The target population of the voluntary NCS was the household population aged 15 and older in each province. NCS (provincial) samples contained an average of 5,651 respondents and had an average response rate of 50%. The majority of survey respondents (61%) completed the online survey unassisted by using the secure access code sent by mail. The remainder were contacted by phone and asked to participate with the aid of a trained interviewer.
Cannabis includes marijuana, hashish, hash oil and any other preparation of the cannabis plant.
Data on cannabis source are based on responses to the following question: "In the past three months, where did you get the cannabis you used?" Eleven response categories were provided and reduced to five for this analysis: 1) Grow—I grow or someone else grows; 2) Legal—authorized retailer or online from a licensed producer; 3) Illegal—Compassion club, dispensary or storefront, online from another source, acquaintance, or dealer; 4) Friends or family—family member or friend or shared around a group of friends; 5) Other.
In an effort to better understand the purchasing behaviours of cannabis consumers, and because consumers can access cannabis from multiple sources, people who reported accessing cannabis from a legal source were further sub-divided to distinguish persons who accessed cannabis only from a legal source from those reporting more than one source.
Data limitations and cautions
The information in the release is self-reported and has not been validated. Social desirability and fear of punishment, both of which are potential sources of bias, may be especially relevant to this analysis. Changes over time in respondents' willingness to admit drug use may have influenced the statistics but remains difficult to measure.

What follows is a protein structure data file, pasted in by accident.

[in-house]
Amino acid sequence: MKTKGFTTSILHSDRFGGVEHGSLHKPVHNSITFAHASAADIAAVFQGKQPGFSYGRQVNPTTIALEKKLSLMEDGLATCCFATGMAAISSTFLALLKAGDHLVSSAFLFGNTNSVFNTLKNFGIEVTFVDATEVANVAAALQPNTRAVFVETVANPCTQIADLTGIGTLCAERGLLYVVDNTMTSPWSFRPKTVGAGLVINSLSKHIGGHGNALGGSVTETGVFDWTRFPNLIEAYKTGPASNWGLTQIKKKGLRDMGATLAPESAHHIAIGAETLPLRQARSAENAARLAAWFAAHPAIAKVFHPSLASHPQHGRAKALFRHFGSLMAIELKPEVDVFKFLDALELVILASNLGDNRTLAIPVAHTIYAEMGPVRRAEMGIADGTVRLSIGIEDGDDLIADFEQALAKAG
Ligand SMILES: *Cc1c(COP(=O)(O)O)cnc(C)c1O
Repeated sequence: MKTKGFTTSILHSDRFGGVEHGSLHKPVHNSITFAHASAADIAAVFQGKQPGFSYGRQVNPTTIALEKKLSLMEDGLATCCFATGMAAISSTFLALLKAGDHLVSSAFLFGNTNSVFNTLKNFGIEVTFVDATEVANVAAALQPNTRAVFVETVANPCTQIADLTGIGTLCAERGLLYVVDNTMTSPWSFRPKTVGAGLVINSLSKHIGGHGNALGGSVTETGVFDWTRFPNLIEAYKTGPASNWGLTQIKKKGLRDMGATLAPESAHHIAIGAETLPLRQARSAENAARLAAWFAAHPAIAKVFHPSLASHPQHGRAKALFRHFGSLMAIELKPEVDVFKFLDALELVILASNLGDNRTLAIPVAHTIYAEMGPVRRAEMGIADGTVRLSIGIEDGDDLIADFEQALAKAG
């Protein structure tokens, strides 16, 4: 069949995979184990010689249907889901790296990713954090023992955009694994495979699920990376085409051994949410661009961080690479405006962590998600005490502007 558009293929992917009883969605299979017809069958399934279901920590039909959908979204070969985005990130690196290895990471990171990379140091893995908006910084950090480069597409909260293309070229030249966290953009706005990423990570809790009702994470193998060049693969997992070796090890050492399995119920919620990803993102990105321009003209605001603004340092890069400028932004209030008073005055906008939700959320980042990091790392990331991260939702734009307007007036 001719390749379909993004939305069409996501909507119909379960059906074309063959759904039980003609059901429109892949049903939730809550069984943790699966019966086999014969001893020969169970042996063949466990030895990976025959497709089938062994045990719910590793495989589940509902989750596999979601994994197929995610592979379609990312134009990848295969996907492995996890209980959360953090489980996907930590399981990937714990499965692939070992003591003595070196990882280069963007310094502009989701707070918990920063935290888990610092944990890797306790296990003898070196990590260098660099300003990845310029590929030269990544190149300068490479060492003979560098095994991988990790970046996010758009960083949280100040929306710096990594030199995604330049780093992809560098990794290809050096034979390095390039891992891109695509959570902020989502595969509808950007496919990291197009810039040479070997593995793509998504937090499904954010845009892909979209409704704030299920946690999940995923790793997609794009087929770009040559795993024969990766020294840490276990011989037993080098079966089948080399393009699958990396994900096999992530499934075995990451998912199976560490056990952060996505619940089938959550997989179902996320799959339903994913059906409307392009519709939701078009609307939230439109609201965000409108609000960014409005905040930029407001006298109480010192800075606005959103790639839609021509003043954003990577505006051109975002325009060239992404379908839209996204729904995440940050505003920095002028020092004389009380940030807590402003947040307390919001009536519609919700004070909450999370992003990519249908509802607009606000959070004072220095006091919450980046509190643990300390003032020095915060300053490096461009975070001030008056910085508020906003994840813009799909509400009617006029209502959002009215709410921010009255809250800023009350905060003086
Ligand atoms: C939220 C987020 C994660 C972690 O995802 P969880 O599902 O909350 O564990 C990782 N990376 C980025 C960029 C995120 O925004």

For more information on cannabis statistics, consult the Cannabis Stats Hub. Statistics Canada is collecting information on cannabis prices through a crowdsourcing site: StatsCannabis. Please visit the site and share your information with confidence, as participation is anonymous.
The article "What has changed since cannabis was legalized?" is now available in the February 2020 online issue of Health Reports, Vol. 31, no. 2 (82-003-X).
This issue of Health Reports also contains the article "Associations between parent and child sedentary behaviour and physical activity in early childhood."
The infographic "Cannabis legalization: What has changed?" is now available as part of the series Statistics Canada – Infographics (11-627-M).
To enquire about "What has changed since cannabis was legalized?," contact Michelle Rotermann (firstname.lastname@example.org), Health Analysis Division.
To enquire about "Associations between parent and child sedentary behaviour and physical activity in early childhood," contact Kellie Langlois (email@example.com), Health Analysis Division.
For more information, or to enquire about the concepts, methods or data quality of this release, contact us (toll-free 1-800-263-1136; 514-283-8300; STATCAN.infostats-infostats.STATCAN@canada.ca) or Media Relations (613-951-4636; STATCAN.mediahotline-ligneinfomedias.STATCAN@canada.ca).
For more information about Health Reports, contact Janice Felman (613-799-7746; firstname.lastname@example.org), Analytical Studies Branch.